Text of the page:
How many of you have dreamed of quitting your day job and sewing full time? Well, Kristen Elmer did just that when she left her job as a buyer at Lord & Taylor to focus on her dream of designing. A year later, Kristen has set up a pop-up shop in Nolita where she will be selling her line, Silk & Cyanide, through the month of April.
Like many of us, Kristen’s grandmother taught her to sew, and for her 8th grade graduation she was given a sewing machine. Kristen’s early endeavors into fashion were a family affair, with her sister sketching designs and Kristen bringing them to life with fabric and thread. She participated in fashion shows during high school and spent her time modifying vintage finds, but when it came to college Kristen didn’t feel that design was a viable career choice.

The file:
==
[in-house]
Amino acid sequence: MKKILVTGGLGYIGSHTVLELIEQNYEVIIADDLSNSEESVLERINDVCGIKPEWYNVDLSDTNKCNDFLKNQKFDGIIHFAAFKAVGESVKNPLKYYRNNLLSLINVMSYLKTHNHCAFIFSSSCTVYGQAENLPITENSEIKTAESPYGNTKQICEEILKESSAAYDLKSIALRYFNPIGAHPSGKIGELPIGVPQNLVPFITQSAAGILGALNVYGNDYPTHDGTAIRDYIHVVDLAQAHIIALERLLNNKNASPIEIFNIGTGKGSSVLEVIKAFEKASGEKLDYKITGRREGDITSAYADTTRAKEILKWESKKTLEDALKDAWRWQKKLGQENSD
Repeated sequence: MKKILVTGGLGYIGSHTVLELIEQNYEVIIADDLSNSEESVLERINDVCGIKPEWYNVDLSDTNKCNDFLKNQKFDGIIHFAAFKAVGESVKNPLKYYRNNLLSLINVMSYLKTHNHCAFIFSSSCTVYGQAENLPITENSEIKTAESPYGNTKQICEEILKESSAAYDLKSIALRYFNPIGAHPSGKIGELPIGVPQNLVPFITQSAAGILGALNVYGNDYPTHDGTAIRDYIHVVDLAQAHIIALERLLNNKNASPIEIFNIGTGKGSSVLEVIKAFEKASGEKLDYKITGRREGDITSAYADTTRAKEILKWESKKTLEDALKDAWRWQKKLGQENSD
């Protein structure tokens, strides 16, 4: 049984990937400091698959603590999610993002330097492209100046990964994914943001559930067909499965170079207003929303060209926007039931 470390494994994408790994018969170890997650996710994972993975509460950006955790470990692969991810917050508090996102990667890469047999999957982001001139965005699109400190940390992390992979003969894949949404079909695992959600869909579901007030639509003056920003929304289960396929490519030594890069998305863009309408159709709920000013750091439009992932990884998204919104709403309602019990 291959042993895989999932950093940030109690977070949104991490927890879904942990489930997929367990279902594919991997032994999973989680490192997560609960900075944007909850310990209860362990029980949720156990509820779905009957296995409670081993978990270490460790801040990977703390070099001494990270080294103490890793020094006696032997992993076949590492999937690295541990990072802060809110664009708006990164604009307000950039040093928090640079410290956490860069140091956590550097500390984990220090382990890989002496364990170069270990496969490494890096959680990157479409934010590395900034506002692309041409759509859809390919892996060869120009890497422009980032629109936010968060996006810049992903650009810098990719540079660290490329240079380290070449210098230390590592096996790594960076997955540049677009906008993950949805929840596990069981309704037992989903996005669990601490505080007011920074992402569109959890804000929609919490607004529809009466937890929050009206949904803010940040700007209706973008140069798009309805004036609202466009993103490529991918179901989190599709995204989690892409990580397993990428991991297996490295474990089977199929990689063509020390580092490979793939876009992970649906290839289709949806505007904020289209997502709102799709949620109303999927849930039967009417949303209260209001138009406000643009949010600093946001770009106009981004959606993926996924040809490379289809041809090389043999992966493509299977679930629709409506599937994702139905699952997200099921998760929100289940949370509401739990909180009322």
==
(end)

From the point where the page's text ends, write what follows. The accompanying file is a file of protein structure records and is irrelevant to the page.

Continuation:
Inside Kristen’s pop-up shop at 278 Mott St
Opting to study finance, Kristen headed from her hometown of Chicago to New Orleans to attend Tulane University. While in college, Kristen was exposed to the world of costuming and went on to spend time creating costumes for theatre and burlesque productions.
"I had no costuming exposure before going to Tulane. I was referred to the department by a counselor when I mentioned my plans for being in fashion after school and knowing how to sew. From there I worked for two different costume shops associated with Tulane and another theatre company in New Orleans.